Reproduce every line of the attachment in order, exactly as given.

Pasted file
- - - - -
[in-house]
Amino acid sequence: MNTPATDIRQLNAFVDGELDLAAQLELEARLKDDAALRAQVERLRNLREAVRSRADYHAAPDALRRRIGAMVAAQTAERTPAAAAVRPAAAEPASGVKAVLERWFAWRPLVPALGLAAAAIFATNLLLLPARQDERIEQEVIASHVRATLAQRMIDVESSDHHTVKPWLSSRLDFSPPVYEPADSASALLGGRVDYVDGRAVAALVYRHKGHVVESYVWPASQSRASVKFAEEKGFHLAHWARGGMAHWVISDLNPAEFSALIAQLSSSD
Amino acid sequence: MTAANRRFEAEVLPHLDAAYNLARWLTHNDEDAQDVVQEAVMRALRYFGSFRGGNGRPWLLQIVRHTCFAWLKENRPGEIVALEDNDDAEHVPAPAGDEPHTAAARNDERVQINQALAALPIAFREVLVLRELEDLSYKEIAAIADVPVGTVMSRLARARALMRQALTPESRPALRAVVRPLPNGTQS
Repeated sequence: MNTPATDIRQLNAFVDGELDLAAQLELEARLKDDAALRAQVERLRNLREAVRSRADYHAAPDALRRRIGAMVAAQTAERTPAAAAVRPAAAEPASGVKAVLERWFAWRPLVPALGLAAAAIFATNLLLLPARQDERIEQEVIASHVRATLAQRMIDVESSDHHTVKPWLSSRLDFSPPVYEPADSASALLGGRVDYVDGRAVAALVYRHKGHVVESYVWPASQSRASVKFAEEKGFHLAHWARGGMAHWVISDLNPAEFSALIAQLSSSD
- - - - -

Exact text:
[in-house]
Amino acid sequence: MNTPATDIRQLNAFVDGELDLAAQLELEARLKDDAALRAQVERLRNLREAVRSRADYHAAPDALRRRIGAMVAAQTAERTPAAAAVRPAAAEPASGVKAVLERWFAWRPLVPALGLAAAAIFATNLLLLPARQDERIEQEVIASHVRATLAQRMIDVESSDHHTVKPWLSSRLDFSPPVYEPADSASALLGGRVDYVDGRAVAALVYRHKGHVVESYVWPASQSRASVKFAEEKGFHLAHWARGGMAHWVISDLNPAEFSALIAQLSSSD
Amino acid sequence: MTAANRRFEAEVLPHLDAAYNLARWLTHNDEDAQDVVQEAVMRALRYFGSFRGGNGRPWLLQIVRHTCFAWLKENRPGEIVALEDNDDAEHVPAPAGDEPHTAAARNDERVQINQALAALPIAFREVLVLRELEDLSYKEIAAIADVPVGTVMSRLARARALMRQALTPESRPALRAVVRPLPNGTQS
Repeated sequence: MNTPATDIRQLNAFVDGELDLAAQLELEARLKDDAALRAQVERLRNLREAVRSRADYHAAPDALRRRIGAMVAAQTAERTPAAAAVRPAAAEPASGVKAVLERWFAWRPLVPALGLAAAAIFATNLLLLPARQDERIEQEVIASHVRATLAQRMIDVESSDHHTVKPWLSSRLDFSPPVYEPADSASALLGGRVDYVDGRAVAALVYRHKGHVVESYVWPASQSRASVKFAEEKGFHLAHWARGGMAHWVISDLNPAEFSALIAQLSSSD